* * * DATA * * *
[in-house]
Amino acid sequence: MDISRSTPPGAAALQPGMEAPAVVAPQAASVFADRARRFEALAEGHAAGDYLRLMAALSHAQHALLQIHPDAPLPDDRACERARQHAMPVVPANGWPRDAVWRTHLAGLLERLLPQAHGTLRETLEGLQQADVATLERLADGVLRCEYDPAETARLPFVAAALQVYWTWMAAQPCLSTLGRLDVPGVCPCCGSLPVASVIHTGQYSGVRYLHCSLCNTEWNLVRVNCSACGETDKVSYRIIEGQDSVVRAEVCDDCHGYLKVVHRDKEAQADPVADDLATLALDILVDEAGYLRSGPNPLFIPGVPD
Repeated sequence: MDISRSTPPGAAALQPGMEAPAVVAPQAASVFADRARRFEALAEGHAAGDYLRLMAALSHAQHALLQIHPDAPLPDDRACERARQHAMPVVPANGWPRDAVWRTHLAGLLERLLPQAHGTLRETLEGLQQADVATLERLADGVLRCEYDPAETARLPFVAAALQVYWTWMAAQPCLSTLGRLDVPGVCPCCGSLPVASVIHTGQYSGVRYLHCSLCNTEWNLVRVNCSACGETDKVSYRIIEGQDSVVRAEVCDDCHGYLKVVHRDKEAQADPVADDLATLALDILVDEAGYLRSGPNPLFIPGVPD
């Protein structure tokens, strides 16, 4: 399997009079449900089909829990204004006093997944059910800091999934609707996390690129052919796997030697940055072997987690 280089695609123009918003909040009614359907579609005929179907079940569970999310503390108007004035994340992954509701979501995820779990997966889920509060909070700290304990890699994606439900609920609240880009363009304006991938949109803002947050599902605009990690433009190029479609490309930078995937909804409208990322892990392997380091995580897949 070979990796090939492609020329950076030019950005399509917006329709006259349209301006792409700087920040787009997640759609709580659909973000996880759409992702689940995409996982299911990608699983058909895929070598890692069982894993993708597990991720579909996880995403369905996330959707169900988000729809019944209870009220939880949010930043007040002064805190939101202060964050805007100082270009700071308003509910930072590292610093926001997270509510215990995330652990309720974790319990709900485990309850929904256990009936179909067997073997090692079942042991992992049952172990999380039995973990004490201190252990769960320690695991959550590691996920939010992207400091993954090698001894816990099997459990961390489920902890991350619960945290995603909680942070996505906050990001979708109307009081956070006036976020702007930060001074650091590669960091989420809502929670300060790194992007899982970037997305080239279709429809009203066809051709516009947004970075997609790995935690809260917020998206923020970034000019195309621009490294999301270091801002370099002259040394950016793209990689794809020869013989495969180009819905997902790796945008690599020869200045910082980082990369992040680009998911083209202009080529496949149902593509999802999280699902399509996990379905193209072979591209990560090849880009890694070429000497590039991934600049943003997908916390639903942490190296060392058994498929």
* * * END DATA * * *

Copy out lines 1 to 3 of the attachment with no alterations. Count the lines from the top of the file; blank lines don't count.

[in-house]
Amino acid sequence: MDISRSTPPGAAALQPGMEAPAVVAPQAASVFADRARRFEALAEGHAAGDYLRLMAALSHAQHALLQIHPDAPLPDDRACERARQHAMPVVPANGWPRDAVWRTHLAGLLERLLPQAHGTLRETLEGLQQADVATLERLADGVLRCEYDPAETARLPFVAAALQVYWTWMAAQPCLSTLGRLDVPGVCPCCGSLPVASVIHTGQYSGVRYLHCSLCNTEWNLVRVNCSACGETDKVSYRIIEGQDSVVRAEVCDDCHGYLKVVHRDKEAQADPVADDLATLALDILVDEAGYLRSGPNPLFIPGVPD
Repeated sequence: MDISRSTPPGAAALQPGMEAPAVVAPQAASVFADRARRFEALAEGHAAGDYLRLMAALSHAQHALLQIHPDAPLPDDRACERARQHAMPVVPANGWPRDAVWRTHLAGLLERLLPQAHGTLRETLEGLQQADVATLERLADGVLRCEYDPAETARLPFVAAALQVYWTWMAAQPCLSTLGRLDVPGVCPCCGSLPVASVIHTGQYSGVRYLHCSLCNTEWNLVRVNCSACGETDKVSYRIIEGQDSVVRAEVCDDCHGYLKVVHRDKEAQADPVADDLATLALDILVDEAGYLRSGPNPLFIPGVPD